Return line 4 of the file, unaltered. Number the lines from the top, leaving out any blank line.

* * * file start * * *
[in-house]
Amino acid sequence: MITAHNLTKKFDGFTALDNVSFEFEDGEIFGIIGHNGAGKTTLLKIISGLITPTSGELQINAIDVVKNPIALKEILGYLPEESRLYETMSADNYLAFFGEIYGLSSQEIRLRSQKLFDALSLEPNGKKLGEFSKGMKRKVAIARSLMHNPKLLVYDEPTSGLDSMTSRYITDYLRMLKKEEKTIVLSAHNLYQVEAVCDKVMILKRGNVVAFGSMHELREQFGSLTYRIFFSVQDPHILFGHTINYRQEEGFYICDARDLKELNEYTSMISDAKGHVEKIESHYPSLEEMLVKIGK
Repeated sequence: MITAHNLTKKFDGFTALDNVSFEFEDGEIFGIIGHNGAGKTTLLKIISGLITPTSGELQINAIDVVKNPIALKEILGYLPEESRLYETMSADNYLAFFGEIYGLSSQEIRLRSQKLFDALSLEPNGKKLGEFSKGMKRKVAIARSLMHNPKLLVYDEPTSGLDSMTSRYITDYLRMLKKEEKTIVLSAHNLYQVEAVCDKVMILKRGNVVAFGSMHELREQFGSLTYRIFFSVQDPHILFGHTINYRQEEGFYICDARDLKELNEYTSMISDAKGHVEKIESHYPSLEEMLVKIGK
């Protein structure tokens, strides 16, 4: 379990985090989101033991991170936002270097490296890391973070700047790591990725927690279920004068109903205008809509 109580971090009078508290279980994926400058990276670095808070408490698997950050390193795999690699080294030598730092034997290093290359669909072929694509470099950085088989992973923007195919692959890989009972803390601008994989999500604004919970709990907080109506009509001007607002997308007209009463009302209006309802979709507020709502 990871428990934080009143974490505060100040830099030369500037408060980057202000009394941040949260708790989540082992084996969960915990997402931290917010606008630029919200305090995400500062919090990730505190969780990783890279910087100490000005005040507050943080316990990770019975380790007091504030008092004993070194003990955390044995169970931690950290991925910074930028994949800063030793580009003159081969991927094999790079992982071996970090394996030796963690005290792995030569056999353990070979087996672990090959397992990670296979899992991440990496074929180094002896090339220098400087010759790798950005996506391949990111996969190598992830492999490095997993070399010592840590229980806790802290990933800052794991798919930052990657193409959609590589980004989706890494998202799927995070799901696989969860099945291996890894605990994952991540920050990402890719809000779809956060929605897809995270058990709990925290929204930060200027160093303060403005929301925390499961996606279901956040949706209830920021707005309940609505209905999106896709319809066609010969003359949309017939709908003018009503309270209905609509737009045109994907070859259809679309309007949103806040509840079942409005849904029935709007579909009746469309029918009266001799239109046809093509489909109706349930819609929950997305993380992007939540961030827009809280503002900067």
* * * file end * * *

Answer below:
């Protein structure tokens, strides 16, 4: 379990985090989101033991991170936002270097490296890391973070700047790591990725927690279920004068109903205008809509 109580971090009078508290279980994926400058990276670095808070408490698997950050390193795999690699080294030598730092034997290093290359669909072929694509470099950085088989992973923007195919692959890989009972803390601008994989999500604004919970709990907080109506009509001007607002997308007209009463009302209006309802979709507020709502 990871428990934080009143974490505060100040830099030369500037408060980057202000009394941040949260708790989540082992084996969960915990997402931290917010606008630029919200305090995400500062919090990730505190969780990783890279910087100490000005005040507050943080316990990770019975380790007091504030008092004993070194003990955390044995169970931690950290991925910074930028994949800063030793580009003159081969991927094999790079992982071996970090394996030796963690005290792995030569056999353990070979087996672990090959397992990670296979899992991440990496074929180094002896090339220098400087010759790798950005996506391949990111996969190598992830492999490095997993070399010592840590229980806790802290990933800052794991798919930052990657193409959609590589980004989706890494998202799927995070799901696989969860099945291996890894605990994952991540920050990402890719809000779809956060929605897809995270058990709990925290929204930060200027160093303060403005929301925390499961996606279901956040949706209830920021707005309940609505209905999106896709319809066609010969003359949309017939709908003018009503309270209905609509737009045109994907070859259809679309309007949103806040509840079942409005849904029935709007579909009746469309029918009266001799239109046809093509489909109706349930819609929950997305993380992007939540961030827009809280503002900067």